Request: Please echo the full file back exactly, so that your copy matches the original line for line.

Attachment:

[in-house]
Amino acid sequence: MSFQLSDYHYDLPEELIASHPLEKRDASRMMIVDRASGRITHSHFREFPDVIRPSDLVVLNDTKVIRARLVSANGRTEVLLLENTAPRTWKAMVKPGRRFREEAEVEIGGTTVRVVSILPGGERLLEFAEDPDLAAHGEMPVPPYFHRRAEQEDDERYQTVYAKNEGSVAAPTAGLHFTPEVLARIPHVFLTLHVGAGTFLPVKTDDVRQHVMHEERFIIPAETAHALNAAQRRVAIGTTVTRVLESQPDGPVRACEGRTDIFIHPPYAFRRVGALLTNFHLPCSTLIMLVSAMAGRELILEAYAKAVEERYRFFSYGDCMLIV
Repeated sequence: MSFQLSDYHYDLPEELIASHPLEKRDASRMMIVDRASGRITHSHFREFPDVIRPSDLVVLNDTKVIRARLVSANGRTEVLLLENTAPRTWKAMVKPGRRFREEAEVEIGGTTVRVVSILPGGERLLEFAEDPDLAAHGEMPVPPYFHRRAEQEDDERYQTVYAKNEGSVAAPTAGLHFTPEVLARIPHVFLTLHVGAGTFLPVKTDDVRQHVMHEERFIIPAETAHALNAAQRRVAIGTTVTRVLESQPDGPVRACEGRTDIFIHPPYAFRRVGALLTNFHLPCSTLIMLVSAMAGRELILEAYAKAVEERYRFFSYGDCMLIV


[in-house]
Amino acid sequence: MSFQLSDYHYDLPEELIASHPLEKRDASRMMIVDRASGRITHSHFREFPDVIRPSDLVVLNDTKVIRARLVSANGRTEVLLLENTAPRTWKAMVKPGRRFREEAEVEIGGTTVRVVSILPGGERLLEFAEDPDLAAHGEMPVPPYFHRRAEQEDDERYQTVYAKNEGSVAAPTAGLHFTPEVLARIPHVFLTLHVGAGTFLPVKTDDVRQHVMHEERFIIPAETAHALNAAQRRVAIGTTVTRVLESQPDGPVRACEGRTDIFIHPPYAFRRVGALLTNFHLPCSTLIMLVSAMAGRELILEAYAKAVEERYRFFSYGDCMLIV
Repeated sequence: MSFQLSDYHYDLPEELIASHPLEKRDASRMMIVDRASGRITHSHFREFPDVIRPSDLVVLNDTKVIRARLVSANGRTEVLLLENTAPRTWKAMVKPGRRFREEAEVEIGGTTVRVVSILPGGERLLEFAEDPDLAAHGEMPVPPYFHRRAEQEDDERYQTVYAKNEGSVAAPTAGLHFTPEVLARIPHVFLTLHVGAGTFLPVKTDDVRQHVMHEERFIIPAETAHALNAAQRRVAIGTTVTRVLESQPDGPVRACEGRTDIFIHPPYAFRRVGALLTNFHLPCSTLIMLVSAMAGRELILEAYAKAVEERYRFFSYGDCMLIV